The liquid-crystal cell used for our measurements is schematically shown in Fig. 2(a). The cell contained parallel-aligned nematic liquid-crystal molecules anchored by polyimide layers, yielding a net birefringence of ne-no=0.11. ITO formed the transparent electrical contact of the reflective cell, and gold formed the reflective contact. The entire structure was bound by fused silica substrates. The refractive index steps between the layers ranged from 0.1–0.2, yielding power reflection levels from 0.1–0.5%.

Data was gathered from the liquid-crystal cell by interrogating the polarization state in the amplitude modulation or spatial light modulator (SLM) geometry, as shown in Fig. 2(b). The liquid-crystal cell is preceded by a linear polarizer and a nominally quarter-wave plate, with the required difference from quarter wave being the residual single-pass retardation of the liquid-crystal cell. The light is normally incident polarized along the axis of the polarizer. The slow axis of the waveplate and the extraordinary axis of the liquid crystal cell are parallel and aligned at a 45-degree angle with respect to the linear polarizer. The output of the system shown in Fig. 2(b) ranges from transmission mode to extinction mode, depending on the voltage level applied to the cell.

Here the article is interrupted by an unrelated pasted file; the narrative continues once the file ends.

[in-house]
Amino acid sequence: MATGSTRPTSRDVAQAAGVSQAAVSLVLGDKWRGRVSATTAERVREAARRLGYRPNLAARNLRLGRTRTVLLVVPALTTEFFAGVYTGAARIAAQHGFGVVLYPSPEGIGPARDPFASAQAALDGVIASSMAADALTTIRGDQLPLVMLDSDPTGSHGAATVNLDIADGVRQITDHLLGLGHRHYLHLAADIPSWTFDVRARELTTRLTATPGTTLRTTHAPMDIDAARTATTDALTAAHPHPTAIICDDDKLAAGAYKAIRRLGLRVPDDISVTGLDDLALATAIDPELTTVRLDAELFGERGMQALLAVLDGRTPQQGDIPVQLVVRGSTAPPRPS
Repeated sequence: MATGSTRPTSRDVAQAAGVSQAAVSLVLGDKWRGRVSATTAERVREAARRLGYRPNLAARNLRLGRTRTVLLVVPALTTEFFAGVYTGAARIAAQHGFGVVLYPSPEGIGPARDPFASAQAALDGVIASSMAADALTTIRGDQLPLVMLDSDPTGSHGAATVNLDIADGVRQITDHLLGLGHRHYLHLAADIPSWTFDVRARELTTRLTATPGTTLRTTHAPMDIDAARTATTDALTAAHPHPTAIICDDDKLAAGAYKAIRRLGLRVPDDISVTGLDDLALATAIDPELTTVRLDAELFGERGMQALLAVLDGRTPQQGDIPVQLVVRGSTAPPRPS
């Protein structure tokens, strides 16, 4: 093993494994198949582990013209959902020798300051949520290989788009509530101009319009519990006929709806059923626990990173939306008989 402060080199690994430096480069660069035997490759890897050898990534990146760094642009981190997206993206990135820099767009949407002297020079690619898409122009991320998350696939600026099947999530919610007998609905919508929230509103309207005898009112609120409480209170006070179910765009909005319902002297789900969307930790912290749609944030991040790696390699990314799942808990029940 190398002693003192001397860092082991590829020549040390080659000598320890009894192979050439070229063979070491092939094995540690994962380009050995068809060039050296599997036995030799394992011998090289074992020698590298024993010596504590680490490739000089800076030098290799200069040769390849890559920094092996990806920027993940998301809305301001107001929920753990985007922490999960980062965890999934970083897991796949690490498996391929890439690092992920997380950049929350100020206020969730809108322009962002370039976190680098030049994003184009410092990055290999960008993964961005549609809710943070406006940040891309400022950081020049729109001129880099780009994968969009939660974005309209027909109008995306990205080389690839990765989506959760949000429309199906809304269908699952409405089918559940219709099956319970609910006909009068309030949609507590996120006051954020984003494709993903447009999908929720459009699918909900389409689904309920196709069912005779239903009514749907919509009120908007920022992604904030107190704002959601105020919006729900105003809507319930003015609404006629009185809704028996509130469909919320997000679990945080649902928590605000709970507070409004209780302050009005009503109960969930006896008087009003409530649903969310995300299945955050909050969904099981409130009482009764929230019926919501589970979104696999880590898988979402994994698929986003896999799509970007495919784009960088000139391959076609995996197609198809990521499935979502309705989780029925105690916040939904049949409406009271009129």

Fig. 3. Extinction voltage as a function of incident wavelength for liquid-crystal cell in SLM geometry.